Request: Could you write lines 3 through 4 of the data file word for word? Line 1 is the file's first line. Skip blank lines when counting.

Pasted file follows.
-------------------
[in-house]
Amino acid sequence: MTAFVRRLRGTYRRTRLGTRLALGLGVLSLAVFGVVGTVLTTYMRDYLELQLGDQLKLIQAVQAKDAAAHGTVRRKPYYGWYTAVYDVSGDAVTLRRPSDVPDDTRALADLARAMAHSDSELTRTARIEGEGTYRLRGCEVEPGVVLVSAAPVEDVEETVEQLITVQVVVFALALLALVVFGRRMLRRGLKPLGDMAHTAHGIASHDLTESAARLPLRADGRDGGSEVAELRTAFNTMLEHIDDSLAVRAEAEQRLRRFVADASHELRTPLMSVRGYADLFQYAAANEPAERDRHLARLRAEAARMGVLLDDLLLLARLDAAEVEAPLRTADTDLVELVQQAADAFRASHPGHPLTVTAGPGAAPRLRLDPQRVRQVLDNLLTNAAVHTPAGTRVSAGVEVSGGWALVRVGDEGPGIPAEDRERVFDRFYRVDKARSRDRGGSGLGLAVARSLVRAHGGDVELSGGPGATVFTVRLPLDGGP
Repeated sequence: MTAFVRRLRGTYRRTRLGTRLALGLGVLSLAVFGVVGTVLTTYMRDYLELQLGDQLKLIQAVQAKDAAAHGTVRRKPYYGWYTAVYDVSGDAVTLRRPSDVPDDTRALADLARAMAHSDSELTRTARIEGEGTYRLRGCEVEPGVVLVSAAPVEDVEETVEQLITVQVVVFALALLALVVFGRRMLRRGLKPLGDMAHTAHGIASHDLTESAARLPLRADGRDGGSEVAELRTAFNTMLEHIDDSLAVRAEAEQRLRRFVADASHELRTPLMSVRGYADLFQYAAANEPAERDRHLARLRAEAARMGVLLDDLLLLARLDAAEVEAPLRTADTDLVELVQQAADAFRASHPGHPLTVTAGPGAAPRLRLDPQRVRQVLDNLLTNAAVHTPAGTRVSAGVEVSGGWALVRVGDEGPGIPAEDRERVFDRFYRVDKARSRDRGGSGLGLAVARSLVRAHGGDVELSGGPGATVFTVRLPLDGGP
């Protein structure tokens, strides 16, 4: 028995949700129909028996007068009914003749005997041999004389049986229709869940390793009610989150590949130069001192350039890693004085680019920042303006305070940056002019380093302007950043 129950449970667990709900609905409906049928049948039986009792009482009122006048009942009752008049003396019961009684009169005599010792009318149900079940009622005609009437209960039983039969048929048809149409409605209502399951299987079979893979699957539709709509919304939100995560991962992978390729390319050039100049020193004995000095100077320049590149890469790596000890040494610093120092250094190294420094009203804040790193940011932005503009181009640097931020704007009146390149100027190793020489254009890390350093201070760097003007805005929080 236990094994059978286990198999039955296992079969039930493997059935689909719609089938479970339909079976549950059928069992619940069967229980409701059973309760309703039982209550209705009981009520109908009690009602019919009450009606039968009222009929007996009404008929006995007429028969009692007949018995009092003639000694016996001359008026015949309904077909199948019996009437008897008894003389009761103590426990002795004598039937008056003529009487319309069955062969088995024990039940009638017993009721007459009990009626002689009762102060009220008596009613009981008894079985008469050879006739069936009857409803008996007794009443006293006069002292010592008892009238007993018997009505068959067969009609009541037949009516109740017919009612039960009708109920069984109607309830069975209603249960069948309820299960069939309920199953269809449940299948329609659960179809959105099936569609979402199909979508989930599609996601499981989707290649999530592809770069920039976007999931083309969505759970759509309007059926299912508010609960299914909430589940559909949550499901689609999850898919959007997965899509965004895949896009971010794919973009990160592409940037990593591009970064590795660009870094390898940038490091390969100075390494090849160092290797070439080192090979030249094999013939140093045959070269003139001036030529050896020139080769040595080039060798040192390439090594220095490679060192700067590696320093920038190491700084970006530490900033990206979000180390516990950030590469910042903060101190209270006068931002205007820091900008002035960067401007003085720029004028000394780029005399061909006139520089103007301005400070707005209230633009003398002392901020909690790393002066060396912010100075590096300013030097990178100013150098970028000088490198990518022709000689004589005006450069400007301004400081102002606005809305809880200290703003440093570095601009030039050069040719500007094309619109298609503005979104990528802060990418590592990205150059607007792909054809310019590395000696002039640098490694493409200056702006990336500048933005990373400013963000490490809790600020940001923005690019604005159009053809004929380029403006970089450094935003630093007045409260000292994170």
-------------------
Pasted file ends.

Repeated sequence: MTAFVRRLRGTYRRTRLGTRLALGLGVLSLAVFGVVGTVLTTYMRDYLELQLGDQLKLIQAVQAKDAAAHGTVRRKPYYGWYTAVYDVSGDAVTLRRPSDVPDDTRALADLARAMAHSDSELTRTARIEGEGTYRLRGCEVEPGVVLVSAAPVEDVEETVEQLITVQVVVFALALLALVVFGRRMLRRGLKPLGDMAHTAHGIASHDLTESAARLPLRADGRDGGSEVAELRTAFNTMLEHIDDSLAVRAEAEQRLRRFVADASHELRTPLMSVRGYADLFQYAAANEPAERDRHLARLRAEAARMGVLLDDLLLLARLDAAEVEAPLRTADTDLVELVQQAADAFRASHPGHPLTVTAGPGAAPRLRLDPQRVRQVLDNLLTNAAVHTPAGTRVSAGVEVSGGWALVRVGDEGPGIPAEDRERVFDRFYRVDKARSRDRGGSGLGLAVARSLVRAHGGDVELSGGPGATVFTVRLPLDGGP
């Protein structure tokens, strides 16, 4: 028995949700129909028996007068009914003749005997041999004389049986229709869940390793009610989150590949130069001192350039890693004085680019920042303006305070940056002019380093302007950043 129950449970667990709900609905409906049928049948039986009792009482009122006048009942009752008049003396019961009684009169005599010792009318149900079940009622005609009437209960039983039969048929048809149409409605209502399951299987079979893979699957539709709509919304939100995560991962992978390729390319050039100049020193004995000095100077320049590149890469790596000890040494610093120092250094190294420094009203804040790193940011932005503009181009640097931020704007009146390149100027190793020489254009890390350093201070760097003007805005929080 236990094994059978286990198999039955296992079969039930493997059935689909719609089938479970339909079976549950059928069992619940069967229980409701059973309760309703039982209550209705009981009520109908009690009602019919009450009606039968009222009929007996009404008929006995007429028969009692007949018995009092003639000694016996001359008026015949309904077909199948019996009437008897008894003389009761103590426990002795004598039937008056003529009487319309069955062969088995024990039940009638017993009721007459009990009626002689009762102060009220008596009613009981008894079985008469050879006739069936009857409803008996007794009443006293006069002292010592008892009238007993018997009505068959067969009609009541037949009516109740017919009612039960009708109920069984109607309830069975209603249960069948309820299960069939309920199953269809449940299948329609659960179809959105099936569609979402199909979508989930599609996601499981989707290649999530592809770069920039976007999931083309969505759970759509309007059926299912508010609960299914909430589940559909949550499901689609999850898919959007997965899509965004895949896009971010794919973009990160592409940037990593591009970064590795660009870094390898940038490091390969100075390494090849160092290797070439080192090979030249094999013939140093045959070269003139001036030529050896020139080769040595080039060798040192390439090594220095490679060192700067590696320093920038190491700084970006530490900033990206979000180390516990950030590469910042903060101190209270006068931002205007820091900008002035960067401007003085720029004028000394780029005399061909006139520089103007301005400070707005209230633009003398002392901020909690790393002066060396912010100075590096300013030097990178100013150098970028000088490198990518022709000689004589005006450069400007301004400081102002606005809305809880200290703003440093570095601009030039050069040719500007094309619109298609503005979104990528802060990418590592990205150059607007792909054809310019590395000696002039640098490694493409200056702006990336500048933005990373400013963000490490809790600020940001923005690019604005159009053809004929380029403006970089450094935003630093007045409260000292994170």